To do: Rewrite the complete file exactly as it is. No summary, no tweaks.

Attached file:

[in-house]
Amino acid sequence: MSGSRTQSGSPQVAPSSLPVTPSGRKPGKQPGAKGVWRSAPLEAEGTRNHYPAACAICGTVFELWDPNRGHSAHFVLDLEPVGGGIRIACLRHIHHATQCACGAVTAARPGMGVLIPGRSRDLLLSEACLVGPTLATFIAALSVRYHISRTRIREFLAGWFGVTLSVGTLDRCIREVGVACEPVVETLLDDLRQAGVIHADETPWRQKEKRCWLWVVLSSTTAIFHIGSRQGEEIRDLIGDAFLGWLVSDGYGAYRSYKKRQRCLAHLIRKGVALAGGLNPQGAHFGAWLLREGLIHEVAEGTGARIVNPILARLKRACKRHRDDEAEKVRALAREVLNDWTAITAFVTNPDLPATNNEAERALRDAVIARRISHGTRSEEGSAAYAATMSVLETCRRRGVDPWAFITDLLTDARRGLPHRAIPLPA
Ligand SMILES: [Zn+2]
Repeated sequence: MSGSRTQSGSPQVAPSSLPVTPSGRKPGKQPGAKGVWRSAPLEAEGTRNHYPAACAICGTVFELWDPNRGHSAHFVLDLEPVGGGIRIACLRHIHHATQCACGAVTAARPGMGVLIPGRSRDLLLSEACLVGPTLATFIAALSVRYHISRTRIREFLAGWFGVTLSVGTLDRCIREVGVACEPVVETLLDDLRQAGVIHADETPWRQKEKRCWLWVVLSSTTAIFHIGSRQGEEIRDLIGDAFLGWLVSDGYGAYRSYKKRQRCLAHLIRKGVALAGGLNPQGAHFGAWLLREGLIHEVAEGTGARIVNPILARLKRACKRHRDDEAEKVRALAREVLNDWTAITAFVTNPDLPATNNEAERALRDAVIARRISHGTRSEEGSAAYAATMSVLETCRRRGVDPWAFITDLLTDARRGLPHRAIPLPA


[in-house]
Amino acid sequence: MSGSRTQSGSPQVAPSSLPVTPSGRKPGKQPGAKGVWRSAPLEAEGTRNHYPAACAICGTVFELWDPNRGHSAHFVLDLEPVGGGIRIACLRHIHHATQCACGAVTAARPGMGVLIPGRSRDLLLSEACLVGPTLATFIAALSVRYHISRTRIREFLAGWFGVTLSVGTLDRCIREVGVACEPVVETLLDDLRQAGVIHADETPWRQKEKRCWLWVVLSSTTAIFHIGSRQGEEIRDLIGDAFLGWLVSDGYGAYRSYKKRQRCLAHLIRKGVALAGGLNPQGAHFGAWLLREGLIHEVAEGTGARIVNPILARLKRACKRHRDDEAEKVRALAREVLNDWTAITAFVTNPDLPATNNEAERALRDAVIARRISHGTRSEEGSAAYAATMSVLETCRRRGVDPWAFITDLLTDARRGLPHRAIPLPA
Ligand SMILES: [Zn+2]
Repeated sequence: MSGSRTQSGSPQVAPSSLPVTPSGRKPGKQPGAKGVWRSAPLEAEGTRNHYPAACAICGTVFELWDPNRGHSAHFVLDLEPVGGGIRIACLRHIHHATQCACGAVTAARPGMGVLIPGRSRDLLLSEACLVGPTLATFIAALSVRYHISRTRIREFLAGWFGVTLSVGTLDRCIREVGVACEPVVETLLDDLRQAGVIHADETPWRQKEKRCWLWVVLSSTTAIFHIGSRQGEEIRDLIGDAFLGWLVSDGYGAYRSYKKRQRCLAHLIRKGVALAGGLNPQGAHFGAWLLREGLIHEVAEGTGARIVNPILARLKRACKRHRDDEAEKVRALAREVLNDWTAITAFVTNPDLPATNNEAERALRDAVIARRISHGTRSEEGSAAYAATMSVLETCRRRGVDPWAFITDLLTDARRGLPHRAIPLPA